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Best I've found is fingerless cycling gloves under normal gloves. Those don't add much bulk and the open weave traps a layer of air between your hand and the outer glove.
With handguards that's enough to keep the centre of my hand warm and the blood flowing to my fingers.

Admitted, doesn't often get cold enough to care here ;), but it has been tested with snow on the ground.

Pete
 

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I have at least 30 pairs of gloves. My favorite winter non-heated gloves are Tourmaster Winter Elite. Under 30 degrees, it's gotta be heated gloves for me -- bottom line: it really depends on how long you're gonna be out.
 

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I am wondering how much the stock hand guards will help.
Thanks in advance,
Derek
Stock hand guards help a lot.
I am commuting in same area than you (this morning 22f) and I have no problems with had guards and good winter gloves.
Stock hand guard are easy to install and take off if you don't like them on hot weather.
 

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Warm?

So far, I have grip warmers that I hope I never have to do without again and I use wind-proof, water-proof textile gloves that have an insulation liner. But I don't use the liner. The gloves, therefore fit me really loosely (dexterity suffers some) and has a nice warm layer of air inside that can circulate to my fingers. If I keep my palms warm on the grips, the fingers get some warmth from blood flow AND air flow. Not absolutely perfect but works pretty well for me and I have a problem with my hands getting cold off the bike. Gauntlets help with keeping wind from going up your sleeves.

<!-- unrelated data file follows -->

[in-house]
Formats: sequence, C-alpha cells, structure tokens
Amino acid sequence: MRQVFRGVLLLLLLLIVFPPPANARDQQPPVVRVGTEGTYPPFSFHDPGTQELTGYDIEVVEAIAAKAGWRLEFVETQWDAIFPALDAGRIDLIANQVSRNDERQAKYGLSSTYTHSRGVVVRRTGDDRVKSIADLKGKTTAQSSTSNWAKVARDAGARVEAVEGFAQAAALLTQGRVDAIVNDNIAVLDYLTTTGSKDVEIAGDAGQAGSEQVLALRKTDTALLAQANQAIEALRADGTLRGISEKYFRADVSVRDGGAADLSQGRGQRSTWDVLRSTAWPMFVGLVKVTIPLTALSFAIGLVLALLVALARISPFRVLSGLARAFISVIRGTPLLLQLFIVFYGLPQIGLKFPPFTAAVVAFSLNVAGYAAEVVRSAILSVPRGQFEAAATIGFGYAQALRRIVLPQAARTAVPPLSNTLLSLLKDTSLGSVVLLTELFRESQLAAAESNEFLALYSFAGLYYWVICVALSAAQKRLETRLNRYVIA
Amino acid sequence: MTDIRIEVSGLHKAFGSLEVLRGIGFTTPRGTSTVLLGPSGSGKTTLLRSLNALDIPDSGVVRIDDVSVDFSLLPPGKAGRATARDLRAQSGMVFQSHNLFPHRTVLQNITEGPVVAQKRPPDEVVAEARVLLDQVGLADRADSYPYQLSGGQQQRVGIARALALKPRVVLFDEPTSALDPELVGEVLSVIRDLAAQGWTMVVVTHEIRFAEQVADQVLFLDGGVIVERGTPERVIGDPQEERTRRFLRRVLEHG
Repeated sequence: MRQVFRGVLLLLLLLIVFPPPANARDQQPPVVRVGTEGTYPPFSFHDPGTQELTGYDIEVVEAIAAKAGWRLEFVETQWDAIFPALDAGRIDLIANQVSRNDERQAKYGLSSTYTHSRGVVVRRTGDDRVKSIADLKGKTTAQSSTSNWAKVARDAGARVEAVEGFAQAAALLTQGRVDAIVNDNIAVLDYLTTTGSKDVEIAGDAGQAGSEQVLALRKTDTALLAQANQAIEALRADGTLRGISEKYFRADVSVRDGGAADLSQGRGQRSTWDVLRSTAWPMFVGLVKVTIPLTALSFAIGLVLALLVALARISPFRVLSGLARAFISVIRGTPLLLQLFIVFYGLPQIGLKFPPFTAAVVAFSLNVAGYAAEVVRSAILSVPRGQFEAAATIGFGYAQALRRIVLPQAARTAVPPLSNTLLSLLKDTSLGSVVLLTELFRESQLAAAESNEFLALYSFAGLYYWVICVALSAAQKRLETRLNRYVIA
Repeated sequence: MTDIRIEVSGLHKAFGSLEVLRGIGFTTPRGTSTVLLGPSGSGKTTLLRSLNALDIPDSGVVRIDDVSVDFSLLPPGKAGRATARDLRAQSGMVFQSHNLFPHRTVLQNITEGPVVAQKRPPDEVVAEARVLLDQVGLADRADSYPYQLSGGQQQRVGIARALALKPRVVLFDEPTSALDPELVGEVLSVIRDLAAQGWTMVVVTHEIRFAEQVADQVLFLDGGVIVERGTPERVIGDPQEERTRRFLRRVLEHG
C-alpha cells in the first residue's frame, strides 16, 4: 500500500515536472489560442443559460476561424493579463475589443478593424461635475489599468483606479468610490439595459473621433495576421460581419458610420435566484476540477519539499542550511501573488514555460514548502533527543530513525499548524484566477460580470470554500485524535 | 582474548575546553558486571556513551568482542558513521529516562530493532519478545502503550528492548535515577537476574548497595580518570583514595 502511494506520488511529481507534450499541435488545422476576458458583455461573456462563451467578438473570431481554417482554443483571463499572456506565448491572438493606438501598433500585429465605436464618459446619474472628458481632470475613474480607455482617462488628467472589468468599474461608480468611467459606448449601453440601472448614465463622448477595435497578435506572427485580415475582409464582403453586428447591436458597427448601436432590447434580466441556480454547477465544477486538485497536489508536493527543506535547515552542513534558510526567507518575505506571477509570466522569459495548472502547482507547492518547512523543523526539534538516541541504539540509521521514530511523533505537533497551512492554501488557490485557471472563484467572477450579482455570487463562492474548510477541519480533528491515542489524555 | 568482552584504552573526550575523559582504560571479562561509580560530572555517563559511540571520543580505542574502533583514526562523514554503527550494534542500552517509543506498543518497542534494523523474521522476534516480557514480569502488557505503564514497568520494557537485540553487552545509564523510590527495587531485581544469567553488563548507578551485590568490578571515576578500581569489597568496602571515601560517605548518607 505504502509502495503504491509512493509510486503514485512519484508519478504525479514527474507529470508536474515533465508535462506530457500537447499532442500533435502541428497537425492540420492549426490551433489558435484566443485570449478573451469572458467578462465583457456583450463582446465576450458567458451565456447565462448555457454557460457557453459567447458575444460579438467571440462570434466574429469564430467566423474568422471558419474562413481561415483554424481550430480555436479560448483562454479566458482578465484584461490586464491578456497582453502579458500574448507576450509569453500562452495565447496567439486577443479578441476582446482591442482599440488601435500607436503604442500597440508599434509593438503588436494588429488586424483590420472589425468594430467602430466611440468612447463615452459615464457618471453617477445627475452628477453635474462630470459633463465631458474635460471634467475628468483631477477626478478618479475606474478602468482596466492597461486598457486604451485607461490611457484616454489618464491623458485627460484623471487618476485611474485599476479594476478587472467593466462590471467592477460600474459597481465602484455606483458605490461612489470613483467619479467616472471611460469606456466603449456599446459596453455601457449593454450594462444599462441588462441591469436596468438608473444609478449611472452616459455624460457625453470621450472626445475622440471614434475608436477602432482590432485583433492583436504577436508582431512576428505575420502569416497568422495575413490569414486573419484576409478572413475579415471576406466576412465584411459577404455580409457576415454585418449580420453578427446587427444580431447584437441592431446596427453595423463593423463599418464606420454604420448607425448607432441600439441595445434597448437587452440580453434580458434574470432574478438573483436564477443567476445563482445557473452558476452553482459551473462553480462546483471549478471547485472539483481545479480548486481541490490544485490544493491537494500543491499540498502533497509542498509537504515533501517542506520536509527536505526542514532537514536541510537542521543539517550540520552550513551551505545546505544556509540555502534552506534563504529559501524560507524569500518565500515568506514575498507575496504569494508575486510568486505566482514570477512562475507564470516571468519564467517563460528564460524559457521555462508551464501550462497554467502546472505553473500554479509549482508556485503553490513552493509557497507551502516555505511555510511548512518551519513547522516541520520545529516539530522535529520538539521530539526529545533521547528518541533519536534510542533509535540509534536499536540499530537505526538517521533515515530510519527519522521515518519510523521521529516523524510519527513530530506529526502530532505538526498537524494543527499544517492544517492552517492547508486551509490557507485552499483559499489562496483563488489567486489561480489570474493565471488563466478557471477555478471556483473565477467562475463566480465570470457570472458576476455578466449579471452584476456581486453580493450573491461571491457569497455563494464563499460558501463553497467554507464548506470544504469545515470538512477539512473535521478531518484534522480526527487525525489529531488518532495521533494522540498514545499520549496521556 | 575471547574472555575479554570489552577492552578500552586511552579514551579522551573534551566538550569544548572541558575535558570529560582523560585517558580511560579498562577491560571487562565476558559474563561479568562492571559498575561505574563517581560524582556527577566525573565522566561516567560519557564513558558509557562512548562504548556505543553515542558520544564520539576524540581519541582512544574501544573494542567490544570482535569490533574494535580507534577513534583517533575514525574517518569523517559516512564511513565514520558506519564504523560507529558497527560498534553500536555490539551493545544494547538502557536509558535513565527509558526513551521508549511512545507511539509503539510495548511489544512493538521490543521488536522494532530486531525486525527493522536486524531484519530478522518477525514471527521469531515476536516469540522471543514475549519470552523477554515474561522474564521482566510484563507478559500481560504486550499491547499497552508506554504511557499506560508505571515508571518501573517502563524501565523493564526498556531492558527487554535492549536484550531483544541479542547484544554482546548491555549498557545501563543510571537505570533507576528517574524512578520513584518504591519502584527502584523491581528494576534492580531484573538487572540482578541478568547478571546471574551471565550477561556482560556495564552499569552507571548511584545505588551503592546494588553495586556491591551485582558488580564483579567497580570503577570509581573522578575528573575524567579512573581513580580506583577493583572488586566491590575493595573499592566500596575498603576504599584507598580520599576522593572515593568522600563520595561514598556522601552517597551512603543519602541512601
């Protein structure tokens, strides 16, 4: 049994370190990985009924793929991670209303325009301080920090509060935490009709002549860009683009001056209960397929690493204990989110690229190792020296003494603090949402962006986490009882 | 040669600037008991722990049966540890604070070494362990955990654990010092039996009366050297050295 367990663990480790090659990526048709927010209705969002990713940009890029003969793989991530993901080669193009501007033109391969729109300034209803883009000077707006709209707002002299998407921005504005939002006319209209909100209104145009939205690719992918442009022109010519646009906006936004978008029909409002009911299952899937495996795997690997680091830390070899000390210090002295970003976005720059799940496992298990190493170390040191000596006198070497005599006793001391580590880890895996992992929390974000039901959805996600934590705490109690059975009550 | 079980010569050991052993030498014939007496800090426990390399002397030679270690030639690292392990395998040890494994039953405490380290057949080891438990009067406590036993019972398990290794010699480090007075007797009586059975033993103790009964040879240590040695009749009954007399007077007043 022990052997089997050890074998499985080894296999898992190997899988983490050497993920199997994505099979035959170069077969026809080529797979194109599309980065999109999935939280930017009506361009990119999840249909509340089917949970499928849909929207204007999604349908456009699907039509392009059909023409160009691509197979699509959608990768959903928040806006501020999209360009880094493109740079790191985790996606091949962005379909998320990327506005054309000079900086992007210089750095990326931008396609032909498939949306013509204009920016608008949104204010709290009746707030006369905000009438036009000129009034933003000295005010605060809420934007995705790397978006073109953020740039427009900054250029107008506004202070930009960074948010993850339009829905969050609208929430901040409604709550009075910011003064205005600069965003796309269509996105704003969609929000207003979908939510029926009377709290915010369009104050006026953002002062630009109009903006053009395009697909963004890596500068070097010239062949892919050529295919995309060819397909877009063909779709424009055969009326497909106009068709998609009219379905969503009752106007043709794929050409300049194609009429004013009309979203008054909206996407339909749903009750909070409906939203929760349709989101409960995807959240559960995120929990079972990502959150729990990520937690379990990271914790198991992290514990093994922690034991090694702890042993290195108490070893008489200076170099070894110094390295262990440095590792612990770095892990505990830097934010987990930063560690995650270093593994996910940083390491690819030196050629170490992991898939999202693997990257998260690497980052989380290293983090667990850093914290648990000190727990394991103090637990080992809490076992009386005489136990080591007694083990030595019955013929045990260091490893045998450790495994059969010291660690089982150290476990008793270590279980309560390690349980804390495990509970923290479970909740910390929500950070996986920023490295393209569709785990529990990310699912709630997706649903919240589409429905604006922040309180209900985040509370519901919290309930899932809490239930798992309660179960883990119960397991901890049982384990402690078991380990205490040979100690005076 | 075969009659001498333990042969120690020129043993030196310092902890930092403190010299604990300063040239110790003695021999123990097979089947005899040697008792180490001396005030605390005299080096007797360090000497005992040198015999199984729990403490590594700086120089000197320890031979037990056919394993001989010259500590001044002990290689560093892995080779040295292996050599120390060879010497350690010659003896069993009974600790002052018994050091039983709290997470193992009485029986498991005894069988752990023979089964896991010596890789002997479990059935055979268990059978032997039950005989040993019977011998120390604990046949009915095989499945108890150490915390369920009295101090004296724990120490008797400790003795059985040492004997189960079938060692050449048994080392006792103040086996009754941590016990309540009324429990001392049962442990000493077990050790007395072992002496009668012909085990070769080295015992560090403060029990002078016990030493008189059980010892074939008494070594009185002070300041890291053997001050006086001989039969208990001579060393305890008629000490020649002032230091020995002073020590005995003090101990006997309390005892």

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I use standard winter gauntlets , that are good down to around 35. Below that , I have a pair of snowmoble style mit gauntlet. I have ridden into the single digits twice in the last 2-3 weeks here in Ga. and high teens , and low twenties seems to be our winter this season. Am I warm ? No , but I'm not freezing like I would be with the 1st gloves. My core is warm , as is the rest of me. I am eyeballing heated grips , even though I live in Georgia. 70.00 is a small price to pay for comfort.
 

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I am eyeballing heated grips , even though I live in Georgia. 70.00 is a small price to pay for comfort.
I use them all year, great in the rain or if you have arthritis in your hands.
 

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I have at least 30 pairs of gloves. My favorite winter non-heated gloves are Tourmaster Winter Elite. Under 30 degrees, it's gotta be heated gloves for me -- bottom line: it really depends on how long you're gonna be out.
+1 on the Tourmaster Winter Elites. I have worn mine down to 27°F with a poly type liner glove and my hand and fingers have been fine on a 20 minute commute. Now the rest of me about froze. :mrgreen:
 

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For me hand guards and Gerbing heated gloves but even with that combination at 25 degrees certain fingers start to get cold.
 

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The chemical heat packs work, but maybe the expense is too high for everyday commuting. Costco sells them at a good price in a big box.

Put the heat packs on the backs of your hands inside the gloves. They warm the blood going to your finger tips. Many ski gloves have zippered compartments on the backs for the packs.

To add to Randyo's comments...wear a warm helmet liner or balaclava to keep the brain warm. Wear warm layers, maybe a heated jacket liner or vest, to keep the body core warm. This helps keep the extremities warm, but isn't the whole solution.
 

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To add to Randyo's comments...wear a warm helmet liner or balaclava to keep the brain warm. Wear warm layers, maybe a heated jacket liner or vest, to keep the body core warm. This helps keep the extremities warm, but isn't the whole solution.
Randy's the king of winter riding. I'd just add that a good addition to your layers is a windproof one. Help a lot if you're gonna be out a few hours.